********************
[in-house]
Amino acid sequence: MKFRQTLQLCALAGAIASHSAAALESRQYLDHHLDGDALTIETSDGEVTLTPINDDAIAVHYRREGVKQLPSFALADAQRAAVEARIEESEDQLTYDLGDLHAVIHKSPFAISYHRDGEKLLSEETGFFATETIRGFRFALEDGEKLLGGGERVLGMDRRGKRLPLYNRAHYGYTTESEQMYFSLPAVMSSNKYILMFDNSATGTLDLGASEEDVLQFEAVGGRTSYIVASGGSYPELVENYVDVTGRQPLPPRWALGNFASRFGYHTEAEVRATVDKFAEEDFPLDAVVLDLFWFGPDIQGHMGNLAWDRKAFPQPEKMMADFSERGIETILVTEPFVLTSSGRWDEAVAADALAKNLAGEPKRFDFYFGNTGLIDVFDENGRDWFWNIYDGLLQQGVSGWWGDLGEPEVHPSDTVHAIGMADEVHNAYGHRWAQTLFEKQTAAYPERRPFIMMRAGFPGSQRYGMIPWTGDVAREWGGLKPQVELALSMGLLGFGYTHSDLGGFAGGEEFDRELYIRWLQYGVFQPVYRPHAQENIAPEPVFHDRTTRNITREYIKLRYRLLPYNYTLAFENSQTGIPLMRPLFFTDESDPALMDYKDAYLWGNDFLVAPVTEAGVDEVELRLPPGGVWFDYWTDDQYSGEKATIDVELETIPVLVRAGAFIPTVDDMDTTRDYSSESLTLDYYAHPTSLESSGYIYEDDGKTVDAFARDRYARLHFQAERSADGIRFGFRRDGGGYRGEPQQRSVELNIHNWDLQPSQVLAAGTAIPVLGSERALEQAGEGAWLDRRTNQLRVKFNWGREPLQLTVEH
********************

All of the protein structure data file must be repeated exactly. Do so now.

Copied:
[in-house]
Amino acid sequence: MKFRQTLQLCALAGAIASHSAAALESRQYLDHHLDGDALTIETSDGEVTLTPINDDAIAVHYRREGVKQLPSFALADAQRAAVEARIEESEDQLTYDLGDLHAVIHKSPFAISYHRDGEKLLSEETGFFATETIRGFRFALEDGEKLLGGGERVLGMDRRGKRLPLYNRAHYGYTTESEQMYFSLPAVMSSNKYILMFDNSATGTLDLGASEEDVLQFEAVGGRTSYIVASGGSYPELVENYVDVTGRQPLPPRWALGNFASRFGYHTEAEVRATVDKFAEEDFPLDAVVLDLFWFGPDIQGHMGNLAWDRKAFPQPEKMMADFSERGIETILVTEPFVLTSSGRWDEAVAADALAKNLAGEPKRFDFYFGNTGLIDVFDENGRDWFWNIYDGLLQQGVSGWWGDLGEPEVHPSDTVHAIGMADEVHNAYGHRWAQTLFEKQTAAYPERRPFIMMRAGFPGSQRYGMIPWTGDVAREWGGLKPQVELALSMGLLGFGYTHSDLGGFAGGEEFDRELYIRWLQYGVFQPVYRPHAQENIAPEPVFHDRTTRNITREYIKLRYRLLPYNYTLAFENSQTGIPLMRPLFFTDESDPALMDYKDAYLWGNDFLVAPVTEAGVDEVELRLPPGGVWFDYWTDDQYSGEKATIDVELETIPVLVRAGAFIPTVDDMDTTRDYSSESLTLDYYAHPTSLESSGYIYEDDGKTVDAFARDRYARLHFQAERSADGIRFGFRRDGGGYRGEPQQRSVELNIHNWDLQPSQVLAAGTAIPVLGSERALEQAGEGAWLDRRTNQLRVKFNWGREPLQLTVEH